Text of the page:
The Digital Divide

In a survey released Thursday, the Commerce Department shows dramatic gains in the number of Americans embracing technology. But the report, called Falling Through the Net also cites money, education, and proximity to an urban center as key factors affecting use of computers and the Internet. In this recent Cover Story for the CBS Evening News, Sunday Edition, Correspondent John Roberts visits teenagers on both sides of "The Digital Divide."

Sam Newnam has been playing with computers since he was about 7 years old. "Over the course of my life I've slowly grown to love computers," he says. "It's become my hobby."

It's a hobby Sam puts to good use. A senior at Southwest Guilford High, he uses sophisticated software to turn out projects that include elements like animation. That kind of software "opened new doors," he says, adding, "I knew I was going to get an opportunity to play with new technologies, things I haven't done before."

Teacher Roy Kimmins says many of the school's top students, including the class valedictorian, take an advanced computer course. They believe the knowledge will come in handy, even if they're not yet quite sure how. "These students are going to be entering jobs that, for the most part, have not even been created yet," the teacher notes.

Sam Newman has four computers at home and, he says, he uses them all. But fewer than 40 percent of Americans own even one personal computer.

This gap between the haves and the have-notes, sometimes called the "digital divide," troubles teacher Kimmins: "The more affluent students, they're going to have the Internet, they're going to have computers at home. We must make absolutely certain that every single student in America has equal opportunity to technology so they can compete."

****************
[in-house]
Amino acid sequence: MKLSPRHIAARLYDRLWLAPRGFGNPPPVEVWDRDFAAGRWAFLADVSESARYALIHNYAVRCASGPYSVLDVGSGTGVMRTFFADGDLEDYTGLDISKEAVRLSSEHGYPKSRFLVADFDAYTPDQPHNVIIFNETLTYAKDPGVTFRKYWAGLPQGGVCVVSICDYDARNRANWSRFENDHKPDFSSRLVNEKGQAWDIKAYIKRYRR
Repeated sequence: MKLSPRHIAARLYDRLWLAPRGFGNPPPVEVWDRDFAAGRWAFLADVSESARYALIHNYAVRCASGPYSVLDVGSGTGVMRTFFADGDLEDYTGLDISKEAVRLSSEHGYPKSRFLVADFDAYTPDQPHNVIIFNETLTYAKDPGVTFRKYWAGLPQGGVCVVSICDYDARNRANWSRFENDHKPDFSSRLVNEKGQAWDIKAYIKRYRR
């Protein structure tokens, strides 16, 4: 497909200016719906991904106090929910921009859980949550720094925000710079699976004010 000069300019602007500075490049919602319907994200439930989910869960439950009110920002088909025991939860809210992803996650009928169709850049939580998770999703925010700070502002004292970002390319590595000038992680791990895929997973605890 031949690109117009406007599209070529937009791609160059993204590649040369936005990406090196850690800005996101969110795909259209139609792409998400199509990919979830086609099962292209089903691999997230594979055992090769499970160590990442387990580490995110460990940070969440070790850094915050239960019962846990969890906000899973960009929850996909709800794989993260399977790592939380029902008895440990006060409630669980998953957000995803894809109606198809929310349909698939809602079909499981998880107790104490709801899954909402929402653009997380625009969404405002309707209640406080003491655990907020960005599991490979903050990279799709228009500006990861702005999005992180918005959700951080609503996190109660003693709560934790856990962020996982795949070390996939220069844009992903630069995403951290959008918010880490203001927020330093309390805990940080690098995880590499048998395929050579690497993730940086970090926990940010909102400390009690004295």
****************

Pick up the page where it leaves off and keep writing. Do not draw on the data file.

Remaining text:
That's a goal that has the support of the White House. President Clinton wants all schools connected to the Internet, and all students to be computer literate, by the year 2000. As Mr. Clinton put it, "All students should feel as comfortable with a keyboard as a chalk board; as comfortable with a laptop as a textbook."

Meghan Griffith lives only 70 miles from Sam Newman, but they are separated by more than distance. Griffith lives in a county that is less affluent and more rural. Those differences, her chemistry teacher says, accentuate the digital divide. "Students who have access to a computer at home seem to feel like they have an edge above those that don't," says teacher Harriett Tillett.

Meghan doesn't own a home computer, but she's comfortable using one. She credits her confidence to the computer class she has been taking. "I would feel totally out of place if I didn't have the computer experience here at Person High School and I was just forced to go to college and just thrown into things and given things to do. I think I would feel overwhelmeand just lost."

For classes studying subjects other than computer applications, access can be a real problem. When science teacher Tillett wants to use software to illustrate a difficult concept, she has to move her class to the computer lab--if it's available. Tillett says, "We would love to have technology here but it hasn't quite filtered into the chemistry lab yet."

But the digital divide has started to narrow somewhat, particularly in the area of vocational training. "I could not teach this class without technology," says auto mechanics teacher Gordon Powell. And, architectural drafting student Scott Talbert says, "It just made me so interested in doing this architectural stuff, it's just amazing. I just love it."

Students are eager to get their hands on computers any way they can. Scott Newman knows how much it has helped him: "I think I'm going to be a step ahead of people going into college, going into school, going into the workforce," he says, "because I'm already going to have the basis of understanding computers and understanding how software works."